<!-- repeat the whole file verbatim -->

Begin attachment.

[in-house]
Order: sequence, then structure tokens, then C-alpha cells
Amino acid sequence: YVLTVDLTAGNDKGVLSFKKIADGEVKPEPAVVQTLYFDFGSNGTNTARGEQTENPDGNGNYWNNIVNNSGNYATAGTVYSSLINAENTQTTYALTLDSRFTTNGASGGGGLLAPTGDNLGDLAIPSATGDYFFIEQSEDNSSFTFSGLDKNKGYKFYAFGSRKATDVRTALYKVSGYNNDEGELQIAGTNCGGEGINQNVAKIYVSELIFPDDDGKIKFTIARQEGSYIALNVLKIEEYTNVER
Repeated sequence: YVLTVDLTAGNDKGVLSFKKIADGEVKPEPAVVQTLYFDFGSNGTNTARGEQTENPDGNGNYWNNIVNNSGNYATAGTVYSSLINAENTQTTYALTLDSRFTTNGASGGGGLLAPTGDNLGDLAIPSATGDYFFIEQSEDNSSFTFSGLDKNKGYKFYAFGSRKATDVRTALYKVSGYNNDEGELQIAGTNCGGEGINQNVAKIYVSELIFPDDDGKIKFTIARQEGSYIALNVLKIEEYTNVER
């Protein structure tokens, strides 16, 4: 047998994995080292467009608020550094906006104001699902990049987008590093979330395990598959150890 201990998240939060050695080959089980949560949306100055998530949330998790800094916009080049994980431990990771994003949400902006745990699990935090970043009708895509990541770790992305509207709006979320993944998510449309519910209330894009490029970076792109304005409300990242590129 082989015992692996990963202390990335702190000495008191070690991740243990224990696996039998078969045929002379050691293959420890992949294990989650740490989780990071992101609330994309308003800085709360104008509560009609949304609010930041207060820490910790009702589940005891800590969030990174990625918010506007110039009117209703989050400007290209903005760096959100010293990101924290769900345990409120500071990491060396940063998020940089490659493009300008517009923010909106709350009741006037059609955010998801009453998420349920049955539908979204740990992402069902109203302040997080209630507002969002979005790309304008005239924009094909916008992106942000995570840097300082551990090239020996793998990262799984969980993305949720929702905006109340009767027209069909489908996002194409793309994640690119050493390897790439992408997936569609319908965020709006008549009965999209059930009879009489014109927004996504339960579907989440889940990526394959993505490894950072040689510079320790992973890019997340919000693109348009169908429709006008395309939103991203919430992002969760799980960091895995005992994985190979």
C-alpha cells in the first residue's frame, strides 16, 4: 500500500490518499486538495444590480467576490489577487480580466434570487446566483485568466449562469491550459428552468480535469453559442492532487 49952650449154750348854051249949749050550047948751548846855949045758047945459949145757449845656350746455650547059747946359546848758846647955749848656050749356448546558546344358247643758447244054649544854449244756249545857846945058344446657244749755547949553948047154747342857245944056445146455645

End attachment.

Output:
[in-house]
Order: sequence, then structure tokens, then C-alpha cells
Amino acid sequence: YVLTVDLTAGNDKGVLSFKKIADGEVKPEPAVVQTLYFDFGSNGTNTARGEQTENPDGNGNYWNNIVNNSGNYATAGTVYSSLINAENTQTTYALTLDSRFTTNGASGGGGLLAPTGDNLGDLAIPSATGDYFFIEQSEDNSSFTFSGLDKNKGYKFYAFGSRKATDVRTALYKVSGYNNDEGELQIAGTNCGGEGINQNVAKIYVSELIFPDDDGKIKFTIARQEGSYIALNVLKIEEYTNVER
Repeated sequence: YVLTVDLTAGNDKGVLSFKKIADGEVKPEPAVVQTLYFDFGSNGTNTARGEQTENPDGNGNYWNNIVNNSGNYATAGTVYSSLINAENTQTTYALTLDSRFTTNGASGGGGLLAPTGDNLGDLAIPSATGDYFFIEQSEDNSSFTFSGLDKNKGYKFYAFGSRKATDVRTALYKVSGYNNDEGELQIAGTNCGGEGINQNVAKIYVSELIFPDDDGKIKFTIARQEGSYIALNVLKIEEYTNVER
């Protein structure tokens, strides 16, 4: 047998994995080292467009608020550094906006104001699902990049987008590093979330395990598959150890 201990998240939060050695080959089980949560949306100055998530949330998790800094916009080049994980431990990771994003949400902006745990699990935090970043009708895509990541770790992305509207709006979320993944998510449309519910209330894009490029970076792109304005409300990242590129 082989015992692996990963202390990335702190000495008191070690991740243990224990696996039998078969045929002379050691293959420890992949294990989650740490989780990071992101609330994309308003800085709360104008509560009609949304609010930041207060820490910790009702589940005891800590969030990174990625918010506007110039009117209703989050400007290209903005760096959100010293990101924290769900345990409120500071990491060396940063998020940089490659493009300008517009923010909106709350009741006037059609955010998801009453998420349920049955539908979204740990992402069902109203302040997080209630507002969002979005790309304008005239924009094909916008992106942000995570840097300082551990090239020996793998990262799984969980993305949720929702905006109340009767027209069909489908996002194409793309994640690119050493390897790439992408997936569609319908965020709006008549009965999209059930009879009489014109927004996504339960579907989440889940990526394959993505490894950072040689510079320790992973890019997340919000693109348009169908429709006008395309939103991203919430992002969760799980960091895995005992994985190979």
C-alpha cells in the first residue's frame, strides 16, 4: 500500500490518499486538495444590480467576490489577487480580466434570487446566483485568466449562469491550459428552468480535469453559442492532487 49952650449154750348854051249949749050550047948751548846855949045758047945459949145757449845656350746455650547059747946359546848758846647955749848656050749356448546558546344358247643758447244054649544854449244756249545857846945058344446657244749755547949553948047154747342857245944056445146455645